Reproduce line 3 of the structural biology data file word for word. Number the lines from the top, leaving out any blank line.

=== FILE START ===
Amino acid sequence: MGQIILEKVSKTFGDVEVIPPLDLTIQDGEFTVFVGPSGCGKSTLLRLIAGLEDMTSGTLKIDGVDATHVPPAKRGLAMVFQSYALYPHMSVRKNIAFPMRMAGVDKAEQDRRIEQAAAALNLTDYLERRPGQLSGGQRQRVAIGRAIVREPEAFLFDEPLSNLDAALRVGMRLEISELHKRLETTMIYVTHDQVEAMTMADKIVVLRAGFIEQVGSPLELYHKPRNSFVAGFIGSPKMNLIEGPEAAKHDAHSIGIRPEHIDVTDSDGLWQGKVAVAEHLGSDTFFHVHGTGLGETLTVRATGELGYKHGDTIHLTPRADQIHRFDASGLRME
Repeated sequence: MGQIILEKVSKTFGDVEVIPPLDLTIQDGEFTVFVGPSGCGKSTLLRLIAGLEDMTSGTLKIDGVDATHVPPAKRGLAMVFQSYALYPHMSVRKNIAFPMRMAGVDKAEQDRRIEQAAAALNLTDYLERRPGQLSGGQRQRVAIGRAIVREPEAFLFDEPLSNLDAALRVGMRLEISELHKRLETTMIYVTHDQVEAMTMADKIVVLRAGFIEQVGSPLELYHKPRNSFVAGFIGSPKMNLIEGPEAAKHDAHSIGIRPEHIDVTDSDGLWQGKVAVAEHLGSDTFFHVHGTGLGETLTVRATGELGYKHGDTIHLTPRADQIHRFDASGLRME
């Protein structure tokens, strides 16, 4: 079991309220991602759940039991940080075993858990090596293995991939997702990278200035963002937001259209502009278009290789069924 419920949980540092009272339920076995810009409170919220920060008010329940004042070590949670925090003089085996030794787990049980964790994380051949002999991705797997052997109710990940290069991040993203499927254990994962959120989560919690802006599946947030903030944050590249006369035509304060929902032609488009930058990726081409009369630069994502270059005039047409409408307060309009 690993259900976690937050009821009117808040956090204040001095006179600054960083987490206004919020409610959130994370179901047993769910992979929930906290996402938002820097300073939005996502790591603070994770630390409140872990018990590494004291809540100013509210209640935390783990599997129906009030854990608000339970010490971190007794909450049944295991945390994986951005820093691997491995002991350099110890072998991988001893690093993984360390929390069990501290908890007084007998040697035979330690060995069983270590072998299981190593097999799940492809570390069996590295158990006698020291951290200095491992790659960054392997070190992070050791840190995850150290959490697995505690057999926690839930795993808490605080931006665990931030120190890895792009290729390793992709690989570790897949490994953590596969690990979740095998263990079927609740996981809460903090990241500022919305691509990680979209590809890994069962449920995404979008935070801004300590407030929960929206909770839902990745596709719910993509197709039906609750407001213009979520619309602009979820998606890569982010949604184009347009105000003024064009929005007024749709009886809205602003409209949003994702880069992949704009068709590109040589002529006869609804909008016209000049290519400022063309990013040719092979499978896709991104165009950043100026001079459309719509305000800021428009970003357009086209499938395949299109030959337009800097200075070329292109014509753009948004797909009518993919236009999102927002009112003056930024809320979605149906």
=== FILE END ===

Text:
């Protein structure tokens, strides 16, 4: 079991309220991602759940039991940080075993858990090596293995991939997702990278200035963002937001259209502009278009290789069924 419920949980540092009272339920076995810009409170919220920060008010329940004042070590949670925090003089085996030794787990049980964790994380051949002999991705797997052997109710990940290069991040993203499927254990994962959120989560919690802006599946947030903030944050590249006369035509304060929902032609488009930058990726081409009369630069994502270059005039047409409408307060309009 690993259900976690937050009821009117808040956090204040001095006179600054960083987490206004919020409610959130994370179901047993769910992979929930906290996402938002820097300073939005996502790591603070994770630390409140872990018990590494004291809540100013509210209640935390783990599997129906009030854990608000339970010490971190007794909450049944295991945390994986951005820093691997491995002991350099110890072998991988001893690093993984360390929390069990501290908890007084007998040697035979330690060995069983270590072998299981190593097999799940492809570390069996590295158990006698020291951290200095491992790659960054392997070190992070050791840190995850150290959490697995505690057999926690839930795993808490605080931006665990931030120190890895792009290729390793992709690989570790897949490994953590596969690990979740095998263990079927609740996981809460903090990241500022919305691509990680979209590809890994069962449920995404979008935070801004300590407030929960929206909770839902990745596709719910993509197709039906609750407001213009979520619309602009979820998606890569982010949604184009347009105000003024064009929005007024749709009886809205602003409209949003994702880069992949704009068709590109040589002529006869609804909008016209000049290519400022063309990013040719092979499978896709991104165009950043100026001079459309719509305000800021428009970003357009086209499938395949299109030959337009800097200075070329292109014509753009948004797909009518993919236009999102927002009112003056930024809320979605149906």